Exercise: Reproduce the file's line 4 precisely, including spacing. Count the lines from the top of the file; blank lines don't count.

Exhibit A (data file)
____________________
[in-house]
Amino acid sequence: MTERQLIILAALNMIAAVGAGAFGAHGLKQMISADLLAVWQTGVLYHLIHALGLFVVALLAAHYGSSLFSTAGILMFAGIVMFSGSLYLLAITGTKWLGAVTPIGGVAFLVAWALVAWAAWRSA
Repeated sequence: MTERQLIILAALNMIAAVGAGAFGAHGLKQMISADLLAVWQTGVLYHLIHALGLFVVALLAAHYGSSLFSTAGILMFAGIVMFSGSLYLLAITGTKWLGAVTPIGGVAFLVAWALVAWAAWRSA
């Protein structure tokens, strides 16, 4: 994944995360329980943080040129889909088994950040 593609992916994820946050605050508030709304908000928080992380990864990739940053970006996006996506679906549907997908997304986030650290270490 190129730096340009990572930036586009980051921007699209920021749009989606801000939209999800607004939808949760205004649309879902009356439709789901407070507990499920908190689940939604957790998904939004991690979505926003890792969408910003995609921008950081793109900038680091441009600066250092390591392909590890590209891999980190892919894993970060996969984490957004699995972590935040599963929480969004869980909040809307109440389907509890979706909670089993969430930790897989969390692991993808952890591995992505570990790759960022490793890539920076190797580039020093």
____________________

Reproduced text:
């Protein structure tokens, strides 16, 4: 994944995360329980943080040129889909088994950040 593609992916994820946050605050508030709304908000928080992380990864990739940053970006996006996506679906549907997908997304986030650290270490 190129730096340009990572930036586009980051921007699209920021749009989606801000939209999800607004939808949760205004649309879902009356439709789901407070507990499920908190689940939604957790998904939004991690979505926003890792969408910003995609921008950081793109900038680091441009600066250092390591392909590890590209891999980190892919894993970060996969984490957004699995972590935040599963929480969004869980909040809307109440389907509890979706909670089993969430930790897989969390692991993808952890591995992505570990790759960022490793890539920076190797580039020093």